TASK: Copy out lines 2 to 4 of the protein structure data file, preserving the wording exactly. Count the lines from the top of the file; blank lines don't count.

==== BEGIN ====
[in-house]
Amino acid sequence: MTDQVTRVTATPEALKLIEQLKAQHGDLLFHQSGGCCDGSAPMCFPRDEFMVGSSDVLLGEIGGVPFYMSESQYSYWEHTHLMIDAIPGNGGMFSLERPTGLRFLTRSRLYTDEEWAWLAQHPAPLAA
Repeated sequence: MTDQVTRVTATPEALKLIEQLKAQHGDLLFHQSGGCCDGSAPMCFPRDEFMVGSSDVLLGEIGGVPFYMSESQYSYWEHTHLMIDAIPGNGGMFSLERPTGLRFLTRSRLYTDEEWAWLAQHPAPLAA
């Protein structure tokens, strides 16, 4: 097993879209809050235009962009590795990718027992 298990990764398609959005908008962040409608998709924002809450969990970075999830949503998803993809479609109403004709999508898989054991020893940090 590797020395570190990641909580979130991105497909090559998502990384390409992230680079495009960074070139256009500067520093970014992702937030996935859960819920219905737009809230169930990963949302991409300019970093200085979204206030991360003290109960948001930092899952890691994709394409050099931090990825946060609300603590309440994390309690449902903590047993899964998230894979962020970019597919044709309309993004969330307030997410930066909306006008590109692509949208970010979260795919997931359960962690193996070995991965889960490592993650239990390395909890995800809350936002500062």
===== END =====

Amino acid sequence: MTDQVTRVTATPEALKLIEQLKAQHGDLLFHQSGGCCDGSAPMCFPRDEFMVGSSDVLLGEIGGVPFYMSESQYSYWEHTHLMIDAIPGNGGMFSLERPTGLRFLTRSRLYTDEEWAWLAQHPAPLAA
Repeated sequence: MTDQVTRVTATPEALKLIEQLKAQHGDLLFHQSGGCCDGSAPMCFPRDEFMVGSSDVLLGEIGGVPFYMSESQYSYWEHTHLMIDAIPGNGGMFSLERPTGLRFLTRSRLYTDEEWAWLAQHPAPLAA
């Protein structure tokens, strides 16, 4: 097993879209809050235009962009590795990718027992 298990990764398609959005908008962040409608998709924002809450969990970075999830949503998803993809479609109403004709999508898989054991020893940090 590797020395570190990641909580979130991105497909090559998502990384390409992230680079495009960074070139256009500067520093970014992702937030996935859960819920219905737009809230169930990963949302991409300019970093200085979204206030991360003290109960948001930092899952890691994709394409050099931090990825946060609300603590309440994390309690449902903590047993899964998230894979962020970019597919044709309309993004969330307030997410930066909306006008590109692509949208970010979260795919997931359960962690193996070995991965889960490592993650239990390395909890995800809350936002500062």